It all started with Barack Obama's "Change we can believe in." Hillary Clinton then picked up the theme with "Change you can count on." Now even John McCain, who's been in Congress for more than a quarter of a century, is promising, "Change is coming." It's clear Americans are looking for a change this election -- or at least the candidates think that's where the voters are. But we're a cynical bunch here at Passport, so we've decided to provide you with a list of things you can be sure won't be too different in 2009. Sorry, folks.
1. America's relationship with China: Next time a candidate promises to get tough with Beijing, you may want to remind them of the trillion or so dollars that we owe them.
2. The partisan divide: Politicians have been promising to bridge the divisions in Washington ever since Aaron Burr shot Alexander Hamilton. It's a lot harder than it looks.
3. Dependence on foreign oil: Promising energy independence is the easiest way for a candidate to seem both environmentally responsible and security-conscious. In the real world, unfortunately, it's not happening any time soon.
4. The decline in manufacturing jobs: All the pandering in the world can't reverse the march of history.
5. The flow of illegal drugs: This has been a perennial empty promise since Nixon launched the "War on Drugs" in 1971. Obama has hinted that he might be open to liberalizing marijuana laws, but it seems doubtful that he would devote much political capital to it.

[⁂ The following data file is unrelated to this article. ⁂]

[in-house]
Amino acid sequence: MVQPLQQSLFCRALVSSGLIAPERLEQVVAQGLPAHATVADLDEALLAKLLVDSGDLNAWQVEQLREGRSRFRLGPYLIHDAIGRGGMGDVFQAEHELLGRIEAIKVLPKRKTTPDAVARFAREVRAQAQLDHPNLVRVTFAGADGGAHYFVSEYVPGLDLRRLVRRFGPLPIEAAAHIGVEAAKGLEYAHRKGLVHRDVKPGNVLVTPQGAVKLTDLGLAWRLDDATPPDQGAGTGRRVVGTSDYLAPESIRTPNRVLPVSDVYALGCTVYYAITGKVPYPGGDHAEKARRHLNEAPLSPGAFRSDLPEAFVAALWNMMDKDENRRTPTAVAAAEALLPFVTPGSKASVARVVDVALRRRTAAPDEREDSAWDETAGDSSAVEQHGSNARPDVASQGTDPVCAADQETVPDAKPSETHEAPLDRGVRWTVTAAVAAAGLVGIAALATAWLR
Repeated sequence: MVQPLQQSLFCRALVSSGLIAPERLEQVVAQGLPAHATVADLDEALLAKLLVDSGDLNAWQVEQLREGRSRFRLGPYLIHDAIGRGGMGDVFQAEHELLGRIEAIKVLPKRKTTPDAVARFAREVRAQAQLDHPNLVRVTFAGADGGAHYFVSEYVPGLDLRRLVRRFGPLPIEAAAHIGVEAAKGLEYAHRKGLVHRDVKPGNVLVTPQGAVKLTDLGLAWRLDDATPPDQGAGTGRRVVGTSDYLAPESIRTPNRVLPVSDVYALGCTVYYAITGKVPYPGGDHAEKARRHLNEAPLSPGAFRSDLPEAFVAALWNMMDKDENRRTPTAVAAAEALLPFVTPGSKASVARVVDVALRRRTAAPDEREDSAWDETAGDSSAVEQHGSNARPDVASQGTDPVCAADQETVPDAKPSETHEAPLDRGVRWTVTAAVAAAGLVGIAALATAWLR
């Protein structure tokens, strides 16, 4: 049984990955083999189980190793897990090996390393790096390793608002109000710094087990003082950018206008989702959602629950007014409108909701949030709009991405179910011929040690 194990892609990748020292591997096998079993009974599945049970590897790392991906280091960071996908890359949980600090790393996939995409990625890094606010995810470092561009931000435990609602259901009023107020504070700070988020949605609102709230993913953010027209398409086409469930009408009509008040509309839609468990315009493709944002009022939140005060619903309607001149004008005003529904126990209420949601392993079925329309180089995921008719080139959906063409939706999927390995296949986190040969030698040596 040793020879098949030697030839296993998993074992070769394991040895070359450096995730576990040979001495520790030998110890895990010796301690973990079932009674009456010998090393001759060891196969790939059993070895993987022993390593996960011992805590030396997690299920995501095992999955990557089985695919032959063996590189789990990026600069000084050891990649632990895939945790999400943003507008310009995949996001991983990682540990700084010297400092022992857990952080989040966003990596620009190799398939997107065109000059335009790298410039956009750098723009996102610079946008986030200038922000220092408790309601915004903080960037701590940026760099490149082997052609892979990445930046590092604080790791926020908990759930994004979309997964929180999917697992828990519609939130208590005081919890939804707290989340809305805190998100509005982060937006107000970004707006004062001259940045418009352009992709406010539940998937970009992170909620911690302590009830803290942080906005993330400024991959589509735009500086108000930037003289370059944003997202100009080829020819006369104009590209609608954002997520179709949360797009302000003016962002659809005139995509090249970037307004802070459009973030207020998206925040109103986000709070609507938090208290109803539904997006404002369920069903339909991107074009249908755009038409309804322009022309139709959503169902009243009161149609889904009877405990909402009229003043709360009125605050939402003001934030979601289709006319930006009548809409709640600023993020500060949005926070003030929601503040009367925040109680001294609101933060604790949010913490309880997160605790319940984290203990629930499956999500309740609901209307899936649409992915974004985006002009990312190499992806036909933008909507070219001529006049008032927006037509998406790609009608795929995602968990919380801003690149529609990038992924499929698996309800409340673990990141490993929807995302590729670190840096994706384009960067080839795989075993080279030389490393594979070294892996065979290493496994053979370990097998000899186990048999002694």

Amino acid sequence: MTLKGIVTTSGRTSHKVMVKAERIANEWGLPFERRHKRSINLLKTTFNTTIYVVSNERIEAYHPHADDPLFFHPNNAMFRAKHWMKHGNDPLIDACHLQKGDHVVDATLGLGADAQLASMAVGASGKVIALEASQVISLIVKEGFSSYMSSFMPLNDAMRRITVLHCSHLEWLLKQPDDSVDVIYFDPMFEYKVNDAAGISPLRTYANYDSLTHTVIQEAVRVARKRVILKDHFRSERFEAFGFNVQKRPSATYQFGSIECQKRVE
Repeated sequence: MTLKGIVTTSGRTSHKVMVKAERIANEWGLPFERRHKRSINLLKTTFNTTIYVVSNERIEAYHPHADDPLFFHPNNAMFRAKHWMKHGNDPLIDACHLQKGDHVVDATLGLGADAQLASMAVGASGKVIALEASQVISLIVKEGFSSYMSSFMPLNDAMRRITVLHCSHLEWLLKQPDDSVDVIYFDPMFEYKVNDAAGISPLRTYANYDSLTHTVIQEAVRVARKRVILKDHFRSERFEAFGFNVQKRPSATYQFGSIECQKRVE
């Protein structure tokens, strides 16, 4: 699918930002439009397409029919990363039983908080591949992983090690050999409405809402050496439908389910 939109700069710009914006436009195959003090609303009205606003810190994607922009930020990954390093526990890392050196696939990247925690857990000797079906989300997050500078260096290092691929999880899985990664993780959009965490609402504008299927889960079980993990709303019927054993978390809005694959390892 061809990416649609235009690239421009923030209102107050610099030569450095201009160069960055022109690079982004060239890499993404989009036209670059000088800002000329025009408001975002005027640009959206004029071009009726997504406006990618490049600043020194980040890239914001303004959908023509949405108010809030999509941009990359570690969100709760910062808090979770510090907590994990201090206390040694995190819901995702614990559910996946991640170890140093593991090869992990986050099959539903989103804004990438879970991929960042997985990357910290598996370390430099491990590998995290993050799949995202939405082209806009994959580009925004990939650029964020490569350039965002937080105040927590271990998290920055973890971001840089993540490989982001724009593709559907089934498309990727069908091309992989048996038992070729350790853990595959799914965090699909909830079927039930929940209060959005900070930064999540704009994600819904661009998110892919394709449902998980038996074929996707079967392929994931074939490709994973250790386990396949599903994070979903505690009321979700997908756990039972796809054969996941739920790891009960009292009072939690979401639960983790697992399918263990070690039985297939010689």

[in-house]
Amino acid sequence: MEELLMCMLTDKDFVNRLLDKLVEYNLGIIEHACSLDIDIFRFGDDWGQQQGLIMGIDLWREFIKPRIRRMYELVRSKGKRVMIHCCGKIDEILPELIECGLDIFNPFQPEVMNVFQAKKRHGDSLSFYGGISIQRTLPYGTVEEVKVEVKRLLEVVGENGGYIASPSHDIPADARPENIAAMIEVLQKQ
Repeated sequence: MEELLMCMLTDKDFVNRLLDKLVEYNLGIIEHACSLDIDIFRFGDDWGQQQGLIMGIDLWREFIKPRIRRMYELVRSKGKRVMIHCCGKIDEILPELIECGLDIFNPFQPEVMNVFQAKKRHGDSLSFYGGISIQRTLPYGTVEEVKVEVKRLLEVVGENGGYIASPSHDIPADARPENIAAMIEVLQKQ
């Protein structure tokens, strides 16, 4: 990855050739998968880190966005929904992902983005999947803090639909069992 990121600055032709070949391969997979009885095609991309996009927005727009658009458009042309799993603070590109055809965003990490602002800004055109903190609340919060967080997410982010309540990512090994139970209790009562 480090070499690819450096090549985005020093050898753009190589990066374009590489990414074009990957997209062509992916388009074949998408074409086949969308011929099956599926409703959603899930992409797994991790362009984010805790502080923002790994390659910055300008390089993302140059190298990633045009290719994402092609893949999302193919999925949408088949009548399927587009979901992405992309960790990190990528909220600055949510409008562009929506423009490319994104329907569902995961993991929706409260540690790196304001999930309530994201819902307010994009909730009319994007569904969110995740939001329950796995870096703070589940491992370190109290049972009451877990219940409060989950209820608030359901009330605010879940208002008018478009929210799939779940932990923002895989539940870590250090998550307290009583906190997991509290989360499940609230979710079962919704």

6. Military spending: By one analyst's estimate, the U.S. military budget has reached a staggering $713.1 billion. Yet, for all the talk of fiscal responsibility and soft power, no president will risk appearing soft on defense by proposing even minor budget cuts.
7. The influence of lobbyists: Lobbying reform only faces one minor stumbling block: the U.S. Congress. The much-maligned "special interests" are very creative, and they're here to stay.
8. U.S. support for Israel: Despite the dire warnings that may be clogging up your in box, the United States will remain Israel's staunchest ally.
9. Ethanol subsidies: Despite mounting evidence of the damage corn-based ethanol does to the environment as well as economies great and small, this monumentally dumb subsidy is probably safe as long as candidates need to fight for votes in Iowa. Former subsidy opponents McCain and Clinton have both learned to stop worrying and love biofuels during this election.
10. The primary system: Sure, the early primaries give a handful of white, rural voters disproportionate influence over the election and state caucuses make Tammany Hall look like a golden age of democratic participation, but they're an entrenched part of party politics at this point and it's not wise to mess with them. Just ask the Democrats in Michigan or Florida.
Passport, FP’s flagship blog, brings you news and hidden angles on the biggest stories of the day, as well as insights and under-the-radar gems from around the world.